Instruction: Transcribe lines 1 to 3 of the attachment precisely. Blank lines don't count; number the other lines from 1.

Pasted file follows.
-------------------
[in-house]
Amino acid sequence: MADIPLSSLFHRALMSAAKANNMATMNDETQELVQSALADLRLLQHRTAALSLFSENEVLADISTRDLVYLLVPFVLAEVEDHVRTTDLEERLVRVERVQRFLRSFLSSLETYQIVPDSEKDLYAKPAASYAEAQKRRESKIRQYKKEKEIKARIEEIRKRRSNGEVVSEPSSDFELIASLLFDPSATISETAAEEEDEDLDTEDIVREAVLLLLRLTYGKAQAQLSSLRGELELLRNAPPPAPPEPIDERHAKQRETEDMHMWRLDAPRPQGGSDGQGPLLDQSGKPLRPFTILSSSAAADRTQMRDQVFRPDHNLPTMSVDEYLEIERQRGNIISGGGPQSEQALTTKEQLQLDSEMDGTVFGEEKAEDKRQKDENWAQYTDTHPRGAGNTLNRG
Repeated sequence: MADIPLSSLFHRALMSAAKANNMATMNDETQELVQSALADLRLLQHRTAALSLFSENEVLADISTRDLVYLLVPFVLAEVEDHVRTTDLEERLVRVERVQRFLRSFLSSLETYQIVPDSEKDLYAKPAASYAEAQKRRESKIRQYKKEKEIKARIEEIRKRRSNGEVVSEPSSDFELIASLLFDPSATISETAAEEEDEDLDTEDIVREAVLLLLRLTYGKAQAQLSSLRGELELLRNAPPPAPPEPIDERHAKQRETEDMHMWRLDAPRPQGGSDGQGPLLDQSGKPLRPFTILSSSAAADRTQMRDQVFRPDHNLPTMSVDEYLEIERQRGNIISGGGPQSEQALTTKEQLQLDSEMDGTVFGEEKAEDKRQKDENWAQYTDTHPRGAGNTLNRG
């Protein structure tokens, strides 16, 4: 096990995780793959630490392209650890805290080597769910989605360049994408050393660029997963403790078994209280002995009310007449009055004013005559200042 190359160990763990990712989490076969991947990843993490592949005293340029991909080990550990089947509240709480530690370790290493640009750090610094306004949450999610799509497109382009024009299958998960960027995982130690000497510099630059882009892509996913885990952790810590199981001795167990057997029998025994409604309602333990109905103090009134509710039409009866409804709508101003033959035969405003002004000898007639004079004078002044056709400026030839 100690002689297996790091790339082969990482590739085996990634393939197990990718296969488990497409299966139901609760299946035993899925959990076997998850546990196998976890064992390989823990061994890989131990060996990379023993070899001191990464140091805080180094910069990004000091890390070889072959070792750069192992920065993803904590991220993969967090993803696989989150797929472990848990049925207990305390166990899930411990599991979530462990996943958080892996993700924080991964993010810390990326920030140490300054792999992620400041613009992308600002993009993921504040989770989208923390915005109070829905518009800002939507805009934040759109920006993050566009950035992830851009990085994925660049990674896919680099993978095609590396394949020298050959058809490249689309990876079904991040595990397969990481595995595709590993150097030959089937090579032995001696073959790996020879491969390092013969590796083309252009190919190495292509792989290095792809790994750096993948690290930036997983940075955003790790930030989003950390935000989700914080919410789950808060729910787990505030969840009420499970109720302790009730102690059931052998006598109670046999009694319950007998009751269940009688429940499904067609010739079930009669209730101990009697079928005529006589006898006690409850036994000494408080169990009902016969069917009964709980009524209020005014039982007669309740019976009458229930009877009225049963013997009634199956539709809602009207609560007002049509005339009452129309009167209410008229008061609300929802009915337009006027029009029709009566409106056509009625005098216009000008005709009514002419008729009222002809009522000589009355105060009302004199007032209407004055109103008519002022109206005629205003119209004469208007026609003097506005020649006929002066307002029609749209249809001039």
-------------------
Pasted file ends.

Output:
[in-house]
Amino acid sequence: MADIPLSSLFHRALMSAAKANNMATMNDETQELVQSALADLRLLQHRTAALSLFSENEVLADISTRDLVYLLVPFVLAEVEDHVRTTDLEERLVRVERVQRFLRSFLSSLETYQIVPDSEKDLYAKPAASYAEAQKRRESKIRQYKKEKEIKARIEEIRKRRSNGEVVSEPSSDFELIASLLFDPSATISETAAEEEDEDLDTEDIVREAVLLLLRLTYGKAQAQLSSLRGELELLRNAPPPAPPEPIDERHAKQRETEDMHMWRLDAPRPQGGSDGQGPLLDQSGKPLRPFTILSSSAAADRTQMRDQVFRPDHNLPTMSVDEYLEIERQRGNIISGGGPQSEQALTTKEQLQLDSEMDGTVFGEEKAEDKRQKDENWAQYTDTHPRGAGNTLNRG
Repeated sequence: MADIPLSSLFHRALMSAAKANNMATMNDETQELVQSALADLRLLQHRTAALSLFSENEVLADISTRDLVYLLVPFVLAEVEDHVRTTDLEERLVRVERVQRFLRSFLSSLETYQIVPDSEKDLYAKPAASYAEAQKRRESKIRQYKKEKEIKARIEEIRKRRSNGEVVSEPSSDFELIASLLFDPSATISETAAEEEDEDLDTEDIVREAVLLLLRLTYGKAQAQLSSLRGELELLRNAPPPAPPEPIDERHAKQRETEDMHMWRLDAPRPQGGSDGQGPLLDQSGKPLRPFTILSSSAAADRTQMRDQVFRPDHNLPTMSVDEYLEIERQRGNIISGGGPQSEQALTTKEQLQLDSEMDGTVFGEEKAEDKRQKDENWAQYTDTHPRGAGNTLNRG